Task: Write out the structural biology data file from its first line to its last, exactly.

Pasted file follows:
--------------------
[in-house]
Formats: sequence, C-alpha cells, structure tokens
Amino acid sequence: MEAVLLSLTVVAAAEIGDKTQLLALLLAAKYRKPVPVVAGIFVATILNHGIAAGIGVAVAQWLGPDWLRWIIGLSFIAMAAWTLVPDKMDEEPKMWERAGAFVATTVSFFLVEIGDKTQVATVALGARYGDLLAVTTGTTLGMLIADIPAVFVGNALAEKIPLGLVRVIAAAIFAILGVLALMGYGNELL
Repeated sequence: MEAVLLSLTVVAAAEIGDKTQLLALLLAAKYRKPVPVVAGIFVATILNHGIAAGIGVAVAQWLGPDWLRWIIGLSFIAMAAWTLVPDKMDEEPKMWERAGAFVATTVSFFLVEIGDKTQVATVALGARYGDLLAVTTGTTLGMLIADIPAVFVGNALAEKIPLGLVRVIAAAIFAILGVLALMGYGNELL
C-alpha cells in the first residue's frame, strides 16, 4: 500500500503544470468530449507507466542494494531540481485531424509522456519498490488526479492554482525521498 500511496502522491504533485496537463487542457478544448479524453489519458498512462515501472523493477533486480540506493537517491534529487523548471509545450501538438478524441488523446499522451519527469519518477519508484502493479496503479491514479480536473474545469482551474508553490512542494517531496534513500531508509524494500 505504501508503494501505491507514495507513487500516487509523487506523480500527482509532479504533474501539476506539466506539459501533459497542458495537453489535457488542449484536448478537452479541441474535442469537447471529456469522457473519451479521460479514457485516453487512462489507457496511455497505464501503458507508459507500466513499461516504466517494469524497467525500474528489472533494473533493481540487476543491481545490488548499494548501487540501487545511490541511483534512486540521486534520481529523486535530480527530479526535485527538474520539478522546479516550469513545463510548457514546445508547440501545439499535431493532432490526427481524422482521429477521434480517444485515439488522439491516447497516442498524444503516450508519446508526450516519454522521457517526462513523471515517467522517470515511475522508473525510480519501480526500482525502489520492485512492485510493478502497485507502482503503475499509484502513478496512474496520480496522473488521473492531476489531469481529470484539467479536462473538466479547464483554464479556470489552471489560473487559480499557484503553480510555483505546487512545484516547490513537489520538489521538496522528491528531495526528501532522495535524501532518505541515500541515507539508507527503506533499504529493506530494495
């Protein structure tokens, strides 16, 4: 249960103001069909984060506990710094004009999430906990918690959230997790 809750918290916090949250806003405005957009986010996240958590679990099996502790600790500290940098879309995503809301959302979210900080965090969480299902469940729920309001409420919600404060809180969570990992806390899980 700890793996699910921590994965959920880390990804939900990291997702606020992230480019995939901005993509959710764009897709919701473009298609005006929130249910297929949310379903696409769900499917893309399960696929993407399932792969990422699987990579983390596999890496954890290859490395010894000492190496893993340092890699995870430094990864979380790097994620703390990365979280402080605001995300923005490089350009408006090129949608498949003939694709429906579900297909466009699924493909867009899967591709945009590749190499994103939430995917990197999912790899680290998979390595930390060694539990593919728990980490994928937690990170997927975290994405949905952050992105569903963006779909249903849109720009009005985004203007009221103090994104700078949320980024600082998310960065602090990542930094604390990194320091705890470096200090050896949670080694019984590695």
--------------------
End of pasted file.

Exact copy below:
[in-house]
Formats: sequence, C-alpha cells, structure tokens
Amino acid sequence: MEAVLLSLTVVAAAEIGDKTQLLALLLAAKYRKPVPVVAGIFVATILNHGIAAGIGVAVAQWLGPDWLRWIIGLSFIAMAAWTLVPDKMDEEPKMWERAGAFVATTVSFFLVEIGDKTQVATVALGARYGDLLAVTTGTTLGMLIADIPAVFVGNALAEKIPLGLVRVIAAAIFAILGVLALMGYGNELL
Repeated sequence: MEAVLLSLTVVAAAEIGDKTQLLALLLAAKYRKPVPVVAGIFVATILNHGIAAGIGVAVAQWLGPDWLRWIIGLSFIAMAAWTLVPDKMDEEPKMWERAGAFVATTVSFFLVEIGDKTQVATVALGARYGDLLAVTTGTTLGMLIADIPAVFVGNALAEKIPLGLVRVIAAAIFAILGVLALMGYGNELL
C-alpha cells in the first residue's frame, strides 16, 4: 500500500503544470468530449507507466542494494531540481485531424509522456519498490488526479492554482525521498 500511496502522491504533485496537463487542457478544448479524453489519458498512462515501472523493477533486480540506493537517491534529487523548471509545450501538438478524441488523446499522451519527469519518477519508484502493479496503479491514479480536473474545469482551474508553490512542494517531496534513500531508509524494500 505504501508503494501505491507514495507513487500516487509523487506523480500527482509532479504533474501539476506539466506539459501533459497542458495537453489535457488542449484536448478537452479541441474535442469537447471529456469522457473519451479521460479514457485516453487512462489507457496511455497505464501503458507508459507500466513499461516504466517494469524497467525500474528489472533494473533493481540487476543491481545490488548499494548501487540501487545511490541511483534512486540521486534520481529523486535530480527530479526535485527538474520539478522546479516550469513545463510548457514546445508547440501545439499535431493532432490526427481524422482521429477521434480517444485515439488522439491516447497516442498524444503516450508519446508526450516519454522521457517526462513523471515517467522517470515511475522508473525510480519501480526500482525502489520492485512492485510493478502497485507502482503503475499509484502513478496512474496520480496522473488521473492531476489531469481529470484539467479536462473538466479547464483554464479556470489552471489560473487559480499557484503553480510555483505546487512545484516547490513537489520538489521538496522528491528531495526528501532522495535524501532518505541515500541515507539508507527503506533499504529493506530494495
């Protein structure tokens, strides 16, 4: 249960103001069909984060506990710094004009999430906990918690959230997790 809750918290916090949250806003405005957009986010996240958590679990099996502790600790500290940098879309995503809301959302979210900080965090969480299902469940729920309001409420919600404060809180969570990992806390899980 700890793996699910921590994965959920880390990804939900990291997702606020992230480019995939901005993509959710764009897709919701473009298609005006929130249910297929949310379903696409769900499917893309399960696929993407399932792969990422699987990579983390596999890496954890290859490395010894000492190496893993340092890699995870430094990864979380790097994620703390990365979280402080605001995300923005490089350009408006090129949608498949003939694709429906579900297909466009699924493909867009899967591709945009590749190499994103939430995917990197999912790899680290998979390595930390060694539990593919728990980490994928937690990170997927975290994405949905952050992105569903963006779909249903849109720009009005985004203007009221103090994104700078949320980024600082998310960065602090990542930094604390990194320091705890470096200090050896949670080694019984590695």